Ms Harman: I agree that the situation is serious, but I do not agree that it is like it was in the 1990s. The hon. Gentleman should acknowledge that it is important that we keep employment rates high and that we keep interest rates low. Those who are working hard in the construction industry, and in small and big businesses across the country, do not want the official Opposition, or any Opposition Members, to be talking the economy down at this point. Confidence is important.

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5 Comments

  • You are all aware that I am economically liberal, but I have long been concerned over housing, & think there should be much more social housing than there is now.

    Whether it be council or housing association (& I’m liking especially thde idea of mixing housing association properties in amongst new developments, thus hopefully abolishing ghettoisation) we need it.

    I support the idea & the practice of the Right To Buy as it encourages aspiration, breaks dependency, & has broken up some of the worst one-class estates. But to have a rump left, whilst others of the poor move into privately rented terraces, leaving some areas ghettoised, is not the way forward.

    Young professionals, not just key workers but others, should want to move into pleasant housing association properties, where people of various occupations & incomes can live cheek by jowl, & hence a child from a poor family will feel part of a community, not some excluded tribe on the outskirts of the city.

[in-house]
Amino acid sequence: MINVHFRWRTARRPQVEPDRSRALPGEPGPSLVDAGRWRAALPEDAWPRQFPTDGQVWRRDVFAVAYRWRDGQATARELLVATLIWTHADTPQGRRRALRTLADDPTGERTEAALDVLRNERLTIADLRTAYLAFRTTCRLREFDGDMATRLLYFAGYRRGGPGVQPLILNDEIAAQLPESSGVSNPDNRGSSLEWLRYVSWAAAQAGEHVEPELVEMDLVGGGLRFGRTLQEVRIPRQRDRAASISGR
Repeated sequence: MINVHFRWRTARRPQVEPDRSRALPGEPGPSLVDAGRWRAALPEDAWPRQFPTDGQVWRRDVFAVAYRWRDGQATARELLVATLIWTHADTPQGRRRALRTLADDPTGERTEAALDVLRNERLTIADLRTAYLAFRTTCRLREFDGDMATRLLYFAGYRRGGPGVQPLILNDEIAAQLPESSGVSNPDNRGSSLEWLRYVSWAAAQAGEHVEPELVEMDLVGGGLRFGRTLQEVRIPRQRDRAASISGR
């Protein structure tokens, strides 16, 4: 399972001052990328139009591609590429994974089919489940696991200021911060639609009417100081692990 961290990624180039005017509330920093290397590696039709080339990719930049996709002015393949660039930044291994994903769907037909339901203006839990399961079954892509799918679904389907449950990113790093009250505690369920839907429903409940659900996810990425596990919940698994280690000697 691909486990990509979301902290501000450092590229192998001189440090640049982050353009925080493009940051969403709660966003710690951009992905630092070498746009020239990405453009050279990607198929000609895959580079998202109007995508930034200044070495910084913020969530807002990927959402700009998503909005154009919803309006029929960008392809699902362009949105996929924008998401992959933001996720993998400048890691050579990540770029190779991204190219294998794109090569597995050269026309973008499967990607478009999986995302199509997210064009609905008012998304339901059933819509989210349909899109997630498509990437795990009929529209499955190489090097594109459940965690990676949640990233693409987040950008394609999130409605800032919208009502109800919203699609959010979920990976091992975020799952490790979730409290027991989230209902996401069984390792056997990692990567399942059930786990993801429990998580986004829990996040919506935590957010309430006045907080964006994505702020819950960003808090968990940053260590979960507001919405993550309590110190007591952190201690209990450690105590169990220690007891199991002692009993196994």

Regrettably, & I speak as someone who is all for property ownership (& on a related note for as much self-employment as possible, & the decline of the large corporation) some people cannot buy, & it is irresponsible to make them promises which cannot be kept.

    The LD leadership has chosen an issue which is extremely important, & is right to hammer the government’s woeful record, which as usual they haven’t had the courage to act upon, shameless cowards that they are.

    My admiration for Vince Cable is complete, as he has consistently identified the failings in policy, & is a member of an extremely strong team overall.

  • To my shame I am not fully aware of this policy, though I shall be informing myself about it: my humble thanks for bringing it to my notice 🙂

    It has long been my instinct that there is something deeply iniquitous in someone on a low income having to pay a large amount in rent to another individual, who thereby gets an unearned income. It is even worse for Housing Benefit recipients, in private accomodation, whose landlords recieve a (very large) salary from the state.

    The idea of cooperatives is also one that has appeal, & which is one of the reasons why the original Labour Party, which was not particularly statist, enjoyed close links to the Liberal Party, as I recall from back in my day 🙂

    As I recall LVT and Citizens Basic Income are ideas that are going down well… as much as we may doubt that they will ever be enacted, as governments prefer a system that is as unwieldy & gives them as much power as they can possibly “achieve”.

    This is one of the reasons why Camoron showed his true colours, by opposing inheritance tax, which is one of the fairest taxes there is if we’ve got to have a tax system at all. Certainly better than taxing people who go out to work, or who buy goods. But we are aware that his policies, which he shamefacedly calls economically liberal, are in fact geared to entrenching the already wealthy.

    I will batter these ideas into some form of shape, & hope to gain thereby 🙂